Thursday, March 10, 2011

Funeral of David Woods

Often when I take a funeral it is for a person who died at the right time and then right place - at the end of a long and productive life, when death comes as a familiar and expected, if not entirely welcome friend.  And it’s easy under those circumstances to make the funeral a celebration, and to rejoice together over happy memories and acknowledge everything that the one we have loved has passed down to us.  Other times, death comes unexpectedly, tragically, and we can only console one another with the knowledge of God’s love that has welcomed home the one we didn’t want to lose.  And it’s like that with David, in fact with the three funerals this family has gathered for at St Michaels over the last six months, Shirley, Helen and David, siblings who have left too soon, with too much unfulfilled and unexpressed.  The third time in six months that we have gathered together the grief of this family and seen in the faces of its younger members the pain of losing another respected and loved elder, the knowledge of losing a relationship that should have been able to grow and deepen over the years, and the wisdom and love that parents and grandparents and uncles and aunties need to and should be able to pass on to younger people.  The third time in six months we have gathered together the grief of what was originally 10 siblings, and seen in their faces what it means to lose one who knew you from your earliest days, who knows your stories and who shares your memories.  The third time we have been forced to reflect on why Noongar people continue in this wealthy country to die too young, to reflect on what sort of message we are sending to the younger members of this family, and perhaps to wonder how we might tell the story of this family in a way that will give inspiration and hope, as well as pride.  To give thanks for the strength of a family that holds together and supports its weakest members, and to reflect on how this family can commit itself to creating a new story of self-respect and pride and responsibility for one another - so that we no longer have to keep gathering here to farewell its middle-aged members dead a quarter of a century before their time.

Where can we find hope in a life cut short leaving so much unfulfilled and so many promises unkept?  There are, I think, two narratives of hope – two stories that intersect here today, and both of them tell us something about hope.  And the first story is the story of this family itself.  It is a story that – I admit – I have only glimpsed over the years and never fully understood – a story of pride in who you are, the pride of Noongar people who have endured generations of family separation and loss of country, loss of opportunity, generations of being seen as second-class citizens in your own country, the country that you belong to and from which, for generations, you have been forcibly removed.  To have endured as a people and as a family is remarkable.  To have endured without a burden of bitterness, and with the ability to laugh and love, and to welcome someone such as me into your family at such a personal time – is remarkable.  To have endured with the generosity of spirit that I have come to recognise in you – is remarkable.  But to acknowledge and undertake the task that lies ahead of you as a family, the task of imagining a future in which young Noongar people grow up with an education and find meaningful work, the task of letting go of self-destructive patterns and ways of coping so that young people can see that you believe in them and in their future, so that young people can model themselves on you – this is a task that takes courage and commitment and love – but it’s a task that your history tells you you are strong enough and proud enough to undertake.  To walk away from here today with the commitment that no more members of this family will die twenty five years before their time is an undertaking that will honour the lives and deaths of Shirley, Helen and David – and an undertaking that will honour the future promise that you see in the faces of your children.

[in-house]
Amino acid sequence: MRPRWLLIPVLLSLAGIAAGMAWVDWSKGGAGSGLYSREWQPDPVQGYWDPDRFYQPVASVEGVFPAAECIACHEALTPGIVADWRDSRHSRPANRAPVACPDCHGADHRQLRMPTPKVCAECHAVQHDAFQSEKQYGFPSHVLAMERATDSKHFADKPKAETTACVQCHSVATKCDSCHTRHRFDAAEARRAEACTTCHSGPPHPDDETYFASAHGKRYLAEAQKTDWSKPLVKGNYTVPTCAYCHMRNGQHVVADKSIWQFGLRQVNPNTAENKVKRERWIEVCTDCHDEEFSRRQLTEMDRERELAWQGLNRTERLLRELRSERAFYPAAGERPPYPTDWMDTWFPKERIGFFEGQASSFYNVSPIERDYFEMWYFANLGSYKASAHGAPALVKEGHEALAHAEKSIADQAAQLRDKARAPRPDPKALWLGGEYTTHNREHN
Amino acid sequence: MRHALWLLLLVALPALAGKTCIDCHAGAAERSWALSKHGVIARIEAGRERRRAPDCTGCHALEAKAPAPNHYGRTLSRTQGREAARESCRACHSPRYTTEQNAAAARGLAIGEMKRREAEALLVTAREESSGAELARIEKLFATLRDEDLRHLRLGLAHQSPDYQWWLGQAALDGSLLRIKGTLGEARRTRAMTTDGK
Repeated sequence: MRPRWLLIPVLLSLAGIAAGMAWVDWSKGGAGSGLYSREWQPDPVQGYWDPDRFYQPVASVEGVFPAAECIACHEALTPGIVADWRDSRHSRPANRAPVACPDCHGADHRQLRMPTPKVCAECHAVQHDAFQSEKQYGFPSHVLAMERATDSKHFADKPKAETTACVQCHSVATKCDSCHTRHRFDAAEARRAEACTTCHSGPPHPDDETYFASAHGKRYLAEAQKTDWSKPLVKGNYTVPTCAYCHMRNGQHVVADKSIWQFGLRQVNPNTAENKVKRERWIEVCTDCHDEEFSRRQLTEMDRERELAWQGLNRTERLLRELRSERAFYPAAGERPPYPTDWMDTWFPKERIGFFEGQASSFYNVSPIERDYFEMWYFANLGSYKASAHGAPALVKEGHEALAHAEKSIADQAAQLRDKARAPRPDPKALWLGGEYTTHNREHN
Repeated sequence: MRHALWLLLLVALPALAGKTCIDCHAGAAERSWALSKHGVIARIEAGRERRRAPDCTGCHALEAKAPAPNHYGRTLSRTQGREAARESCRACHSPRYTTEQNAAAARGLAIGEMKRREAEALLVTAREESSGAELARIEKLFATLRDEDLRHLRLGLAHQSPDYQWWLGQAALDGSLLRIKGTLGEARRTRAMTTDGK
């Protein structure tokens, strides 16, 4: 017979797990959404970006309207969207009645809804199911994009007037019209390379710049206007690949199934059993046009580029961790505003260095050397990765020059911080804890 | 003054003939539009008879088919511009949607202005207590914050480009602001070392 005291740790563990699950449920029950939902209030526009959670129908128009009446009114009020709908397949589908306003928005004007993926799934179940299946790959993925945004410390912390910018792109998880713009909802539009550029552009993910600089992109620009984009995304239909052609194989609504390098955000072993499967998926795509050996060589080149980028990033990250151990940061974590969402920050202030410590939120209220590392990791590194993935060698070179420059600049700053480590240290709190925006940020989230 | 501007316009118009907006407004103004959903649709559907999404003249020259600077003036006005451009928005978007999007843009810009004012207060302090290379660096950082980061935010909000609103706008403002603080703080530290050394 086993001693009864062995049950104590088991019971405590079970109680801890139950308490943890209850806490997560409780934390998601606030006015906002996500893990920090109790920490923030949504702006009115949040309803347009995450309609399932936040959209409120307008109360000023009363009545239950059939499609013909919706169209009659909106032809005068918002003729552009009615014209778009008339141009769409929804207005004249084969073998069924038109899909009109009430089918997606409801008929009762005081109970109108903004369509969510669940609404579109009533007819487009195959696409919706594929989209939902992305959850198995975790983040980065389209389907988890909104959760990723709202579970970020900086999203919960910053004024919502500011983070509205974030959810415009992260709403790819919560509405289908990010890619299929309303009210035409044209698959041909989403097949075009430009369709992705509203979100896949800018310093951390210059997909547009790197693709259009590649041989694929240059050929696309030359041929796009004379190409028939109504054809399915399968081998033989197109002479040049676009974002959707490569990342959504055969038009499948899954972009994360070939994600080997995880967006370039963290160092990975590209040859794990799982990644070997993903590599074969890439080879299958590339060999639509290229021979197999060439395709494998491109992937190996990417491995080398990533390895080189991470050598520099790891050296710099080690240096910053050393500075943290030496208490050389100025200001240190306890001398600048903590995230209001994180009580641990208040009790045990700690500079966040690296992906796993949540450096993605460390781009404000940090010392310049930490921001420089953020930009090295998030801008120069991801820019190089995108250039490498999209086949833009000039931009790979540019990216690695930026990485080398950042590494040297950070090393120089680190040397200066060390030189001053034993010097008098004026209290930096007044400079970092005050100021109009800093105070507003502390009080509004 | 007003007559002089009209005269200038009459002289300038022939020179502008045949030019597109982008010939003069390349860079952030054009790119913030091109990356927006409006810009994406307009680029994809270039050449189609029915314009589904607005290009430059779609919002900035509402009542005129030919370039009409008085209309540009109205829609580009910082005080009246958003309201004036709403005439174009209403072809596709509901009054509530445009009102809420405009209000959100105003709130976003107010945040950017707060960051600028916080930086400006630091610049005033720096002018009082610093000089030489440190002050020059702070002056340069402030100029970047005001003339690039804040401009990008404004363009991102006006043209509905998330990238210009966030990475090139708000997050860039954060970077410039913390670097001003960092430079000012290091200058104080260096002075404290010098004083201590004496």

The second narrative of hope comes from our faith in God – a faith that is never more clearly on display than in times of hardship and grief.  Although we grieve for David we can be glad that his life now rests with God, and trust that the God who creates us in love will complete his loving purposes for David.  As Christians we don’t presume to understand this, we don’t know anything about the fulfilment that lies beyond this life, but we believe that the universe makes sense.  We believe that the love that brings the whole of creation into being, including us, that this love does not abandon us in death.

The psalm we read from this afternoon, psalm 73, tells us something about the mystery of life where so much seems unfair.  Where not everybody has the same life chances, where bad people can thrive and good people are defeated – and like so many of the psalms, this one doesn’t use especially polite language to express to God a sense of frustration and even anger at the unfairness of life.  Why, the psalmist says, did I even bother to try to live a good life?  Has it been for nothing that I have put up with all this heartache?  And then the psalmist remembers – that through everything, God is with him.  Through the whole of this life, our sufferings are God’s sufferings too, because this is the God who is committed to travelling with us through thick and thin.  This is the God who receives us after this life into our true heavenly home, the home that Jesus tells his disciples about in the verse that I read to you at the beginning of the service.  God’s love – which in this life we do experience through the love of family and friends – is the one constant and the one promise that we can rely on, and the guarantee by which we can have confidence in commending David now to God’s care.